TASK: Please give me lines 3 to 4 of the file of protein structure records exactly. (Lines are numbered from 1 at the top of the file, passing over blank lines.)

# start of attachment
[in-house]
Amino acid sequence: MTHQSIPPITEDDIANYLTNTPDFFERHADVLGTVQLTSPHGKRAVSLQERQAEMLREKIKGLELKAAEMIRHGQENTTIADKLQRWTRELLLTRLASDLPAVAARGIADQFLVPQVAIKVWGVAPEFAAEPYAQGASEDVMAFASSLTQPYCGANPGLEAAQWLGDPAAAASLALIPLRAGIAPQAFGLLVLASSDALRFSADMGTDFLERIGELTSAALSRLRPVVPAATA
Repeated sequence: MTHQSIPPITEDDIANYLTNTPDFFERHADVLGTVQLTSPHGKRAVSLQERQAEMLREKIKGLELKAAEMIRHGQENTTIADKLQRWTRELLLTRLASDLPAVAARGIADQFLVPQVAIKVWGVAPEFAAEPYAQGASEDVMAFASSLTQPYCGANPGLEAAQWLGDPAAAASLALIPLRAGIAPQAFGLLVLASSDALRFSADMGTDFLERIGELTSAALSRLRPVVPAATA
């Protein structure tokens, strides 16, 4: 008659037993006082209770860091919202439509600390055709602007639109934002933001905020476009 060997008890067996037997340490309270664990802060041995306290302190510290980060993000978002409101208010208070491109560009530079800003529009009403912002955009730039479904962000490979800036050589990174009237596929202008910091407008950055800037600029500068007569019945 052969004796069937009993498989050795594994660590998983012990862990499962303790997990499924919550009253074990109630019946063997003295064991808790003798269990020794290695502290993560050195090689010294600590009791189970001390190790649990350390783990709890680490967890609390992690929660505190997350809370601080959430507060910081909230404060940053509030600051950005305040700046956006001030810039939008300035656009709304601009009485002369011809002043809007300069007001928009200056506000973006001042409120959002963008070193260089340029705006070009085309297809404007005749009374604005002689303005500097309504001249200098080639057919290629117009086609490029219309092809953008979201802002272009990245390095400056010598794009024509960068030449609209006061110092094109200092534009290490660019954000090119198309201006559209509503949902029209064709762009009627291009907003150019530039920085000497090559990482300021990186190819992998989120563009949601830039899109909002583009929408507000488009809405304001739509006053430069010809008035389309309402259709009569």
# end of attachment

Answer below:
Repeated sequence: MTHQSIPPITEDDIANYLTNTPDFFERHADVLGTVQLTSPHGKRAVSLQERQAEMLREKIKGLELKAAEMIRHGQENTTIADKLQRWTRELLLTRLASDLPAVAARGIADQFLVPQVAIKVWGVAPEFAAEPYAQGASEDVMAFASSLTQPYCGANPGLEAAQWLGDPAAAASLALIPLRAGIAPQAFGLLVLASSDALRFSADMGTDFLERIGELTSAALSRLRPVVPAATA
């Protein structure tokens, strides 16, 4: 008659037993006082209770860091919202439509600390055709602007639109934002933001905020476009 060997008890067996037997340490309270664990802060041995306290302190510290980060993000978002409101208010208070491109560009530079800003529009009403912002955009730039479904962000490979800036050589990174009237596929202008910091407008950055800037600029500068007569019945 052969004796069937009993498989050795594994660590998983012990862990499962303790997990499924919550009253074990109630019946063997003295064991808790003798269990020794290695502290993560050195090689010294600590009791189970001390190790649990350390783990709890680490967890609390992690929660505190997350809370601080959430507060910081909230404060940053509030600051950005305040700046956006001030810039939008300035656009709304601009009485002369011809002043809007300069007001928009200056506000973006001042409120959002963008070193260089340029705006070009085309297809404007005749009374604005002689303005500097309504001249200098080639057919290629117009086609490029219309092809953008979201802002272009990245390095400056010598794009024509960068030449609209006061110092094109200092534009290490660019954000090119198309201006559209509503949902029209064709762009009627291009907003150019530039920085000497090559990482300021990186190819992998989120563009949601830039899109909002583009929408507000488009809405304001739509006053430069010809008035389309309402259709009569």